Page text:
Buenos Aires, Argentina – The International Air Transport Association (IATA) is calling for support measures from the government of Argentina to address the impact of the COVID-19 crisis on the air transport sector.
The spread of COVID-19 has virtually paralyzed air traffic worldwide, presenting an unparalleled challenge to aviation, tourism and commerce – industries which are vital to the social welfare and economic development of countries. Argentina relies heavily on its air connectivity with 58 international destinations, ensuring easy access to the country for tourists, business travelers and cargo, alike. IATA therefore calls on the authorities to provide relief and assistance in the immediate and longer term for this sector and its extended value chain, both of which play a major role in providing stability and economic development.
“Global aviation is facing an unprecedented crisis. Passenger traffic has stopped, and cash flows are almost non-existent. We estimate that the passenger revenues generated by the Argentinian market will fall by around US$2.5 billion in 2020 and that on a worldwide basis airline liquidity will decrease by US$61 billion in the second quarter. In this context, although airlines have proactively taken emergency measures to reduce the economic impact, the gravity of this situation makes it essential for national governments to safeguard the airlines’ liquidity. This will enable airlines to survive this crisis, thereby protecting the direct and indirect jobs generated by air transport, as well as the flow of tourists and business travelers to the country,” said Peter Cerdá, IATA’s Regional Vice President for the Americas.
Air transport plays a vital role in Argentina’s economy, supporting a value chain which includes small and medium sized enterprises, corporations and multinationals, and a wide variety of sectors, such as hotels and tourist facilities. It contributes US$12 billion to the country’s GDP and supports some 329,000 direct and indirect jobs. In total, 2.1% of Argentina’s GDP is sustained by the air transport sector and foreign tourists arriving by air.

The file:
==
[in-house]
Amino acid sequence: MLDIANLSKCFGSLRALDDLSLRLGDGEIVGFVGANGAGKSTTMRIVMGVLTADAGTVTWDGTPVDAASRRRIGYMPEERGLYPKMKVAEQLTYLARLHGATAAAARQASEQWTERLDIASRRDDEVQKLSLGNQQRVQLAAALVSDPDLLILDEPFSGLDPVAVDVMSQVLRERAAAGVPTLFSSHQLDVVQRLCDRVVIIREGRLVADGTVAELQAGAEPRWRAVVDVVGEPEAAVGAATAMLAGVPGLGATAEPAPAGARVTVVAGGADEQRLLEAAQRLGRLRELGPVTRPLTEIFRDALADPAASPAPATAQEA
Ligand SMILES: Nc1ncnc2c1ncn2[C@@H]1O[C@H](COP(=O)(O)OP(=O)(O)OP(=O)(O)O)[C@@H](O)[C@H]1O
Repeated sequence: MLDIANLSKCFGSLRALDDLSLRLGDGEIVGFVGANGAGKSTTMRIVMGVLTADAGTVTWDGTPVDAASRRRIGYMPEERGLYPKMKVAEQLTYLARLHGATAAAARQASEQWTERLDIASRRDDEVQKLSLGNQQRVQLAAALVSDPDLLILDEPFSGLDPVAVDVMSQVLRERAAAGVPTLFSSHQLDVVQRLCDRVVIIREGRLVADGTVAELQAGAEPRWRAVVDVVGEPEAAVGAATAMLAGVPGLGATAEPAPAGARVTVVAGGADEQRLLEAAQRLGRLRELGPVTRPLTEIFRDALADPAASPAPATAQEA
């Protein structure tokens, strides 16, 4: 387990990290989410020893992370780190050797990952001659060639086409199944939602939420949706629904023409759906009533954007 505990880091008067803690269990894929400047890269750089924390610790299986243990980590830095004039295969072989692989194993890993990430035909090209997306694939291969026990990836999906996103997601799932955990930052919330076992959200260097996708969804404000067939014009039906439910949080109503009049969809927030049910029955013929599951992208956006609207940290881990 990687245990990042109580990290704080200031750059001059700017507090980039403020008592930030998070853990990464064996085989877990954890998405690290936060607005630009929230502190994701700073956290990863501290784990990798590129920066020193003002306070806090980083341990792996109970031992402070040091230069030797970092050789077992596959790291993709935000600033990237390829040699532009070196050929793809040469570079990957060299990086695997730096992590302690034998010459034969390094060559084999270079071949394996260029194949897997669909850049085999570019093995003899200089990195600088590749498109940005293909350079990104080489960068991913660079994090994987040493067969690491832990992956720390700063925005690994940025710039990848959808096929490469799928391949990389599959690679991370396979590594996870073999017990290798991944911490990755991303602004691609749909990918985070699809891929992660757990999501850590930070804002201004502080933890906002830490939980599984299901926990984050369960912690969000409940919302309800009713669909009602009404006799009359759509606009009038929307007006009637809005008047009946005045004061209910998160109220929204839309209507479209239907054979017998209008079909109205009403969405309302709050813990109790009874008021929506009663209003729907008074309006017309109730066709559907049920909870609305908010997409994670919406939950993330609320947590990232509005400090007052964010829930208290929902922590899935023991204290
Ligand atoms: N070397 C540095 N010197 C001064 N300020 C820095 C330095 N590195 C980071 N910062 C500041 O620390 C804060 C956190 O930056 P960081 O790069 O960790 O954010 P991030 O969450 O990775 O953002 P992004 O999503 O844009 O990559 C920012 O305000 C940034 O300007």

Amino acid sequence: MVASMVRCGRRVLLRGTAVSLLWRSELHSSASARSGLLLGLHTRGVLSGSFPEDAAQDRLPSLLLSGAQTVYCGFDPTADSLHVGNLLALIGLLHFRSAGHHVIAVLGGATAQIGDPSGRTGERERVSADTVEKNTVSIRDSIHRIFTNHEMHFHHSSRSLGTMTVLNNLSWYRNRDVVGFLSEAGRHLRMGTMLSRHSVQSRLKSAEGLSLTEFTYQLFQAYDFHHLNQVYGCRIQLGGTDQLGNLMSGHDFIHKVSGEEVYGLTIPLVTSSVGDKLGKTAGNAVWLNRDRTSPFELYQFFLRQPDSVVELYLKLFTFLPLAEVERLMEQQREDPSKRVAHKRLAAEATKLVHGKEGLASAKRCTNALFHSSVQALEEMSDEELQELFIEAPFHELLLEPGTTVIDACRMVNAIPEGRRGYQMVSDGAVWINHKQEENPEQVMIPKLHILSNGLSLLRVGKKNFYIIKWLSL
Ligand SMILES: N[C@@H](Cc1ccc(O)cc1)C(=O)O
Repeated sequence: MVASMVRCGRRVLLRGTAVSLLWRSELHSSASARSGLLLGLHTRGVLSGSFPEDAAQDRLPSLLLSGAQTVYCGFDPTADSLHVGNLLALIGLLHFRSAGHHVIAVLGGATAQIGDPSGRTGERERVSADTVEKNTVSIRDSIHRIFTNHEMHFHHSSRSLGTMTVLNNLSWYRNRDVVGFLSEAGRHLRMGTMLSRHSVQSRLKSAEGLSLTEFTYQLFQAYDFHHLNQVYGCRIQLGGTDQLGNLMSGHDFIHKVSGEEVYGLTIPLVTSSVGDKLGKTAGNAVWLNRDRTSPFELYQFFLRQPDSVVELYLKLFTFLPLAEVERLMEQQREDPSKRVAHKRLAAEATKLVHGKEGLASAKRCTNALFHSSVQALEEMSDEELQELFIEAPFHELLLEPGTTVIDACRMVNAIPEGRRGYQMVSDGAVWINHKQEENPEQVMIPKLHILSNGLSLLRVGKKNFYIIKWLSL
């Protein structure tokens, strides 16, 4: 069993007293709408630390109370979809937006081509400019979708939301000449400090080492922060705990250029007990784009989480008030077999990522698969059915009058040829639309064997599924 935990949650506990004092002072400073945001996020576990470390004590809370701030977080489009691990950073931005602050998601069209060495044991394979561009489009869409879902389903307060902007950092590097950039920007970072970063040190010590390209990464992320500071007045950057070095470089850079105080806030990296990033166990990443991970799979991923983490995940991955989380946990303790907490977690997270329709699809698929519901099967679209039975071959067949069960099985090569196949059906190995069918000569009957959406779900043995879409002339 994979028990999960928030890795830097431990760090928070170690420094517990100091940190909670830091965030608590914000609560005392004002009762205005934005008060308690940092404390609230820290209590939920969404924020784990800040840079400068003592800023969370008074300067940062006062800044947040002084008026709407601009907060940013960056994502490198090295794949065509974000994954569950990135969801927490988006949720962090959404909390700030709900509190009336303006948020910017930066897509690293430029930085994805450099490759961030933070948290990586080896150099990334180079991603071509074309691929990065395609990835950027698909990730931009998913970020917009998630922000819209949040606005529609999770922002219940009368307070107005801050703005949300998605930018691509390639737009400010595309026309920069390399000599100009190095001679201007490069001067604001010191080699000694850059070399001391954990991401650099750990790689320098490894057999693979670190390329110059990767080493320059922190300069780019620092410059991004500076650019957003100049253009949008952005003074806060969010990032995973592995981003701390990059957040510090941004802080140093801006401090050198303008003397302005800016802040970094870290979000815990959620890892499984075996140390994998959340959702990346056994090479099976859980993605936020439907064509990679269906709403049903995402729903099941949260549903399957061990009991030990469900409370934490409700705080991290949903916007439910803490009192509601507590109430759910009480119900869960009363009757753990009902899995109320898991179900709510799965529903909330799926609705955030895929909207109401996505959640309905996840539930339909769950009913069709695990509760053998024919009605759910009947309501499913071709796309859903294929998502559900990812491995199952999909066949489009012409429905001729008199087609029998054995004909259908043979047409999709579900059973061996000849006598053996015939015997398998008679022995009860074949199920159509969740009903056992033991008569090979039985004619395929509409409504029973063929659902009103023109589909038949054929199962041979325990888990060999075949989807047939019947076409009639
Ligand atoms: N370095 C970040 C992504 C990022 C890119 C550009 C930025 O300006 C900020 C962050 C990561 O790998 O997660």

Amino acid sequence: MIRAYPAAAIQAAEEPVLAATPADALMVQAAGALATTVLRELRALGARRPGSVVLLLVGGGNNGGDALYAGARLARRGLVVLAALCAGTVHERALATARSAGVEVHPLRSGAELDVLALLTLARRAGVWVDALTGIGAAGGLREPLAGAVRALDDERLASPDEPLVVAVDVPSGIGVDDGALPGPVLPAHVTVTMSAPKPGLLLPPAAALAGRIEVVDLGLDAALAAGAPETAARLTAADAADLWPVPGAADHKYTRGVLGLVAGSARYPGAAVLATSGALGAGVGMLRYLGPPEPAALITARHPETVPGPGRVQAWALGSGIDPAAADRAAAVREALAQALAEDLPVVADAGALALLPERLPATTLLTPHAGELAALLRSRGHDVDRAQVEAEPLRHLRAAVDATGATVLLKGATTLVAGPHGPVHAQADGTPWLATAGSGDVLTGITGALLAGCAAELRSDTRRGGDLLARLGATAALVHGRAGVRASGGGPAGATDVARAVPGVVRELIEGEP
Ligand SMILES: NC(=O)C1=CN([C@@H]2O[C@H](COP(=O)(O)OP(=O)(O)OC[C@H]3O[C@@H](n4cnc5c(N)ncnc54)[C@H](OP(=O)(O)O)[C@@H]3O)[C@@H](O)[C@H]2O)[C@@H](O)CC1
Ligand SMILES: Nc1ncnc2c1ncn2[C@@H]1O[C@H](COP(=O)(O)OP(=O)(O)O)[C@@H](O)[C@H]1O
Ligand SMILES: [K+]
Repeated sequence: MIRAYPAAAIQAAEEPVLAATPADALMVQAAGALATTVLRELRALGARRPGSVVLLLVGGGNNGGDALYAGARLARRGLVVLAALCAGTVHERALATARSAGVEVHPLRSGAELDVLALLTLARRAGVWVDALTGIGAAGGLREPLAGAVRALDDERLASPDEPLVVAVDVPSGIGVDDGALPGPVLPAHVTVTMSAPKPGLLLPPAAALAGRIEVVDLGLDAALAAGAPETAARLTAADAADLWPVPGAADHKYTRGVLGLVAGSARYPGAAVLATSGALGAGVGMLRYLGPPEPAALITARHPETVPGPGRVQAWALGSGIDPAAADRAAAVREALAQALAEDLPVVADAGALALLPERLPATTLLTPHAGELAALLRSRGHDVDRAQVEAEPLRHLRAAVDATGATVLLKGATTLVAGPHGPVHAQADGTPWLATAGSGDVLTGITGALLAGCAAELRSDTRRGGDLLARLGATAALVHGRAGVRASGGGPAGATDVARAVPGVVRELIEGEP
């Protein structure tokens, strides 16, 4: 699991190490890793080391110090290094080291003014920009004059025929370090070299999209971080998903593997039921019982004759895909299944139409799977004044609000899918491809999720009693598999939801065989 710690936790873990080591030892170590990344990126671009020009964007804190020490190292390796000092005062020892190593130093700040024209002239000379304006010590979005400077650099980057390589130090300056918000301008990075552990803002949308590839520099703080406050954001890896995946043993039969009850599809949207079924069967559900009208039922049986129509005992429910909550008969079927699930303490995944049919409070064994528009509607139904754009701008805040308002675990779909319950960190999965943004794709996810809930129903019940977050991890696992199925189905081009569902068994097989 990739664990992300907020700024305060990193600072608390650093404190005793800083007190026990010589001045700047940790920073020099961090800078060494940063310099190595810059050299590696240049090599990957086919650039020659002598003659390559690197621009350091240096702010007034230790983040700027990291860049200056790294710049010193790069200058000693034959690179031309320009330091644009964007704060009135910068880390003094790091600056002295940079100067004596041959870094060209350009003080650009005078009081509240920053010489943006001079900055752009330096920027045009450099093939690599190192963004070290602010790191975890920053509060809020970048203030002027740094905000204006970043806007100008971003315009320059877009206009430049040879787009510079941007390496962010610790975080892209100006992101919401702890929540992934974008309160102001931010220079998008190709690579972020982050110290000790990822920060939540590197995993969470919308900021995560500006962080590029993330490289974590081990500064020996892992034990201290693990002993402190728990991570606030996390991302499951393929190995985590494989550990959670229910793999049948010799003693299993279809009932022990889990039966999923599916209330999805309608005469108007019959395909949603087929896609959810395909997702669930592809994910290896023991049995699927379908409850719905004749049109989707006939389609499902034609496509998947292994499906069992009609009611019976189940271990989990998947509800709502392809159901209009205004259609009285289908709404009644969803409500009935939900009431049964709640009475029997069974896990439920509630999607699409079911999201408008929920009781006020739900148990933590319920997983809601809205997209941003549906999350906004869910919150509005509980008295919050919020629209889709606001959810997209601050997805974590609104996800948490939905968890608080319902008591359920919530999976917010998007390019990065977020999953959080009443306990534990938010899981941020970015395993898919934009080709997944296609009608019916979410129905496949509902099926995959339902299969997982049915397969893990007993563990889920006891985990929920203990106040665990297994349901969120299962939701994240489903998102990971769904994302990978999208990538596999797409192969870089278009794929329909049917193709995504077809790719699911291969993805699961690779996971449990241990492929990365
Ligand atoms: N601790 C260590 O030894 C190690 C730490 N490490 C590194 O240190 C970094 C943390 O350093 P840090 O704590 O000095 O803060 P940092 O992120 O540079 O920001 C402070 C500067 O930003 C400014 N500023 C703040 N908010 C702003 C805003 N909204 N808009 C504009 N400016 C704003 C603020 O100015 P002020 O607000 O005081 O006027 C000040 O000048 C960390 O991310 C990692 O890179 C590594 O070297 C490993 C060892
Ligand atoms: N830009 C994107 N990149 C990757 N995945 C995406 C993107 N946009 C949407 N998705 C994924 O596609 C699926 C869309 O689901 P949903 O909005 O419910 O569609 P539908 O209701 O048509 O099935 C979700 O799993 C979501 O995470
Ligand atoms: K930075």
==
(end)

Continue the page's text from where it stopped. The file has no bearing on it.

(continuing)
“Without immediate relief measures, the airlines serving Argentina today will not be able to continue their operations at pre-crisis levels, or in the worst case, could cease to exist altogether. This assistance encompasses securing essential supply chains by air, preserving as many jobs as possible and ensuring that connectivity and tourism can recover quickly,” Cerdá added.
In order to best cushion the financial impact, the government should consider the following measures to support the aviation industry, like those taken by countries such as Brazil, Colombia, Norway, New Zealand and the United States, among others:
- Establish credit lines and direct financial assistance packages for airlines to draw on.
- Offer direct financial support for airlines to compensate for reduced revenues and therefore support liquidity due to travel restrictions imposed as a result of COVID-19.
Deferred tax obligations and income taxes:
- Postpone settlement and/or payment of 2020 taxes and fees.
Rates and operating costs:
- Eliminate or freeze payments related to the use of airport infrastructure; in particular, exempting grounded aircraft from parking fees during the crisis.
- Postpone the settlement and/or payment of airport and air navigation charges for 2020.
- Exonerate the payment of charges for flight protection, operations and parking of aircraft.
Short term relaxation of consumer protection rules:
- Apply more flexibility to rules governing passenger compensation or fines in case of flight delays or flight cancellations.
- Temporarily eliminate the obligation to reimburse passengers where flights have been cancelled due to travel restrictions and allow use of vouchers.
“As soon as the COVID-19 outbreak is under control the world economy will have to be rebuilt. Aviation is one of the main pillars of Argentina’s economy and allows the country to showcase its natural beauty – beaches, mountains, lakes, rivers and seas – its gastronomy, culture and traditions, to tourists from all over the world who can easily reach most of its territory by air,” Cerdá said.
A presentation with more information is available on our site.
For more information, please contact:
Corporate Communications – Latin America & Caribbean
Tel: +1 – 438 – 258 3155 or +1 – 514 – 240 4746
Notes for Editors:
- IATA (International Air Transport Association) represents some 290 airlines comprising 82% of global air traffic.
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- All media information on COVID-19 can be found here.